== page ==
Science and Engineering

University of California, Santa Barbara

Omar Saleh, Enoch Yeung
Santa Barbara, CA
December 2019

Chromatin packaging, on multiple scales, is now understood to be driven in part by liquid-liquid phase transitions, typically involving droplets of biomolecules that surround and sequester genomic segments.  Further, the phase separations are themselves regulated by genetic outputs.  Phase transitions differ strongly from classic biomolecular interactions, exhibiting discontinuous responses to solution changes and unique dynamics (e.g. nucleation).  How these phenomena affect regulation is an open question.  These investigators will illuminate this issue using a synthetic chromatin system consisting of self-assembled DNA particles that phase separate to form droplets.  The DNA liquid will be interfaced with a gene such that liquid formation modulates transcription, while the transcribed RNA modulates liquid stability.  The resulting feedback network will permit chromatin-like phase-based autoregulation in a well-controlled model system.  The researchers will exploit this genetically-controlled phase behavior to create oscillating or self-patterning systems.  Experiments will use multi-modal methods to track the dynamics of several molecular parameters across many system designs.  Results will be analyzed using biophysical models that predict behavior based on known molecular mechanisms, and unbiased machine-learning models that exploit the broad data set, allowing for the discovery of unexpected mechanisms.  The result will be the development of validated concepts describing the interplay of genetics and phase transitions that can be applied to other systems.  This project could transform our understanding of chromatin structure-forming processes; to establish the unique abilities of phase-transition dynamics within a systems biology framework; and to define a novel direction in synthetic biology and biomaterials.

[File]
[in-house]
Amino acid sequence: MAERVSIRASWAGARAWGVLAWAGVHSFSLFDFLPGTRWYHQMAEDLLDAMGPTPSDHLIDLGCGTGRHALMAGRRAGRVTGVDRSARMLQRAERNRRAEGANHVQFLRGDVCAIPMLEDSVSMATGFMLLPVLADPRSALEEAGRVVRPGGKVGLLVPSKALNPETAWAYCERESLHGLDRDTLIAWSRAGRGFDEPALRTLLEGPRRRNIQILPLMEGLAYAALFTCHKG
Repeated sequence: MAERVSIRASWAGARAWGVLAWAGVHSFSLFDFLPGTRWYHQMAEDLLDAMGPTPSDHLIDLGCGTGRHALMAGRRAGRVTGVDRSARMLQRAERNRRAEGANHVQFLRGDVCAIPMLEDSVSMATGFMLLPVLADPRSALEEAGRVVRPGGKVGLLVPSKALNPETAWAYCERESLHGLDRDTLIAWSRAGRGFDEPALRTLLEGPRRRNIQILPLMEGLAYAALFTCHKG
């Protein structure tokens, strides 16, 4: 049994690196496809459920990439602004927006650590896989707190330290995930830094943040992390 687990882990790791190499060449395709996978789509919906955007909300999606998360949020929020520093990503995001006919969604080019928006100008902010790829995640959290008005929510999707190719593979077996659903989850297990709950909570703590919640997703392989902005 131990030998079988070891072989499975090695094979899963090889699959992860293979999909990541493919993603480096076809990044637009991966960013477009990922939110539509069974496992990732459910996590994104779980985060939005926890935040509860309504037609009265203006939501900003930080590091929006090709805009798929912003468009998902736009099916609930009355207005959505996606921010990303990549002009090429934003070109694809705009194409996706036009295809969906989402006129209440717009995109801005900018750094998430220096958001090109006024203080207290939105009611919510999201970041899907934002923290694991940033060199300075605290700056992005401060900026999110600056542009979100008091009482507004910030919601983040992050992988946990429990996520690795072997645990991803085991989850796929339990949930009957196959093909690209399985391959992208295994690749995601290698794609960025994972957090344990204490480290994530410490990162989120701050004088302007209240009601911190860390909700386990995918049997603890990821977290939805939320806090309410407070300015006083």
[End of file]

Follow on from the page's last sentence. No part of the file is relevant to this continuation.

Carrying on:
Site design: <a href="">Formative Inc.</a>